Making a deal: conciliating with Acas and mediation
The government recently announced plans to make early conciliation through the Advisory, Conciliation and Arbitration Service (Acas) compulsory in Employment Tribunal claims. But what may not be as widely known is that this service is already available on a voluntary basis. It is hoped that conciliating with Acas can help employees and employers to resolve matters between themselves, either before a claim is issued (pre-claim conciliation) or after a claim has been issued but prior to an Employment Tribunal hearing (conciliation).
If an employment issue arises and is likely to lead to an Employment Tribunal claim, Acas are often able to assist with pre-claim conciliation, which is free and impartial. The Acas conciliator will try to help the employee and employer reach a flexible solution, without resorting to a costly and time-consuming Employment Tribunal hearing.
With pre-claim conciliation, a trained conciliator will discuss the issues and options with you and the other party. Both parties need to be willing to make conciliation work: the conciliator will assist each party to see the other’s views and can suggest options but will remain impartial throughout. If a settlement is agreed, the conciliator will help with drawing up a binding agreement setting out the terms.
According to Acas, 74% of cases that used the pre-claim conciliation service in 2010-11 avoided an Employment Tribunal claim being issued. They also estimate that the service saved employers an average of around £3,700 and employees an average of around £1,300 in each case, compared with an Employment Tribunal claim.
Conciliating with Acas before a claim
Pre-claim conciliation can be particularly useful when an issue arises with a current employee, as resolving the matter quickly and amicably should prevent the employment relationship breaking down.
If conciliation is not successful at the pre-claim stage, an Employment Tribunal claim might be issued but Acas can still assist. Once a claim is issued, a copy will be sent to ACAS and a conciliator will be assigned to the case. The conciliator will contact both sides to see if they are interested in attempting to negotiate settlement. If a claim has been issued against you, seeking formal legal advice is always worthwhile. If you instruct a legal representative, they will liaise with Acas if you want to explore settlement.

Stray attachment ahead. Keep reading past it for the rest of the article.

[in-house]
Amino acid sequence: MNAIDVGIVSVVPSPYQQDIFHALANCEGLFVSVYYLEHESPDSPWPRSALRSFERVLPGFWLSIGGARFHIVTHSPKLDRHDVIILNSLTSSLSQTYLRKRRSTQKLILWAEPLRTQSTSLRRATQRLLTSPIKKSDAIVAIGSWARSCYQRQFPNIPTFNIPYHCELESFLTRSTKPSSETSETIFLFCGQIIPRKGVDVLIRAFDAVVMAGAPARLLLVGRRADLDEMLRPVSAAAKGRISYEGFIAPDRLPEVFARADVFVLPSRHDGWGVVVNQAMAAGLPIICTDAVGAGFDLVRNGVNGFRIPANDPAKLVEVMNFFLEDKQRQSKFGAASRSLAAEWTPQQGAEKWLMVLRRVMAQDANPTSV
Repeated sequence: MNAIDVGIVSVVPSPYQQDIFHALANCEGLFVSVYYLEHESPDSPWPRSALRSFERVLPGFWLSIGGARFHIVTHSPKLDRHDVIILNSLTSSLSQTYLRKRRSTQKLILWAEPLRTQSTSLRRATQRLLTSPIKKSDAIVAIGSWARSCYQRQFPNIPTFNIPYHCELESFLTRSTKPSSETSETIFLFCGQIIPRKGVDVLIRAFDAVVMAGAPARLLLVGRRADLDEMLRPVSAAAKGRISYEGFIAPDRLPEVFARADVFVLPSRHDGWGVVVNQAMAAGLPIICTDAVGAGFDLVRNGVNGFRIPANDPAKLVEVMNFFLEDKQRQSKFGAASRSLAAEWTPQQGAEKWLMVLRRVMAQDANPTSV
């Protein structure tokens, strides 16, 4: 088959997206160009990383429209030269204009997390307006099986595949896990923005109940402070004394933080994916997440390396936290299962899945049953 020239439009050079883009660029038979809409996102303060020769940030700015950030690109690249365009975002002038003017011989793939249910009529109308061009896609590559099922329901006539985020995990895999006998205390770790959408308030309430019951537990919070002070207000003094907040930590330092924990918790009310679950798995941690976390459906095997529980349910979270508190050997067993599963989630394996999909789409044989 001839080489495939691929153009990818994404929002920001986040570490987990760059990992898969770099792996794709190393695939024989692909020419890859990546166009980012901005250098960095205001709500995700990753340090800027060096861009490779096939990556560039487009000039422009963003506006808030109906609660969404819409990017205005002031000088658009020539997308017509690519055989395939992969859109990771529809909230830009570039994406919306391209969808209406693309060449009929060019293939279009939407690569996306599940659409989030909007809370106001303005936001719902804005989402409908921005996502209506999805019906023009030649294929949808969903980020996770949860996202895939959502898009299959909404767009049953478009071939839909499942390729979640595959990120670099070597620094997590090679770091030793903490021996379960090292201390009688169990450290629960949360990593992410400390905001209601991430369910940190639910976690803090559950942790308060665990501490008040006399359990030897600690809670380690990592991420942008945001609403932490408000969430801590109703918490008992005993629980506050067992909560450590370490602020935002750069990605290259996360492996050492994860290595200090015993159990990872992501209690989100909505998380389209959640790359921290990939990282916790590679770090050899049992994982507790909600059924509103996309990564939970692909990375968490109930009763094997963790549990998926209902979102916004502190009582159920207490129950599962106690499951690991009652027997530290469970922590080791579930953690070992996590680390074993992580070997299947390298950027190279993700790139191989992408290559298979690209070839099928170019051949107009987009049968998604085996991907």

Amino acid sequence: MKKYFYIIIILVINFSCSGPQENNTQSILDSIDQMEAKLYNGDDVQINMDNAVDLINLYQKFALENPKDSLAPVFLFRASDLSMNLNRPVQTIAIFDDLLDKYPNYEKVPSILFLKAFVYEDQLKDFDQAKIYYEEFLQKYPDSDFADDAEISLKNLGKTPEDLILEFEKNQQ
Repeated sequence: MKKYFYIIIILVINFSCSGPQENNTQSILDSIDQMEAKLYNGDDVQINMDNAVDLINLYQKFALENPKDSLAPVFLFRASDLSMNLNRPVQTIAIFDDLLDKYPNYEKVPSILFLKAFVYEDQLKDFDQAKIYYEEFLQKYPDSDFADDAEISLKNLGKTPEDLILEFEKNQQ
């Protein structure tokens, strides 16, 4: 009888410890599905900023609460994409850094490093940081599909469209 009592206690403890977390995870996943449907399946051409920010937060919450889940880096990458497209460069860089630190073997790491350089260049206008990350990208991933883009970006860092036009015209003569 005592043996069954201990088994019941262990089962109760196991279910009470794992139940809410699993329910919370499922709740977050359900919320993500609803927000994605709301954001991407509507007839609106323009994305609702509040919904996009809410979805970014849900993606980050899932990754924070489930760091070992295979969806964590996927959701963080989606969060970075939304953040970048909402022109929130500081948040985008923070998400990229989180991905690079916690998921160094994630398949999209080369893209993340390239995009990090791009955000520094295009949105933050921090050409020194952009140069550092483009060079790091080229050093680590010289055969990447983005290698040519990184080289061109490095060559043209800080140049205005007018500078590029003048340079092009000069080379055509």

Some employers worry that attempting to reach a settlement will harm their position in the eyes of the Employment Tribunal, as it could make it look like their defence is weak. Any discussions that either party has with the Acas conciliator are considered to be ‘without prejudice’: this means that the discussions are confidential and are not passed onto the Employment Tribunal, so the panel hearing the case will not be aware of what, if anything, has been said to Acas prior to the hearing.
Another concern for employers is that they do not want to admit guilt by reaching a settlement. However, most agreements are made ‘without admission of liability’ on the part of the employer so, although the employee may receive a payment (or other non-monetary settlement), the employer is not admitting to having done wrong.
If attempts to agree a settlement are not successful, the Employment Tribunal hearing will then take place and it will be for the Tribunal Panel hearing the case to determine the issues for the parties.
If you have had a claim issued against you or want more information on conciliating with Acas, contact our Employment Law specialists or call us on 0117 904 6000.
Posted on Feb 15th, 2012 by Lyons Davidson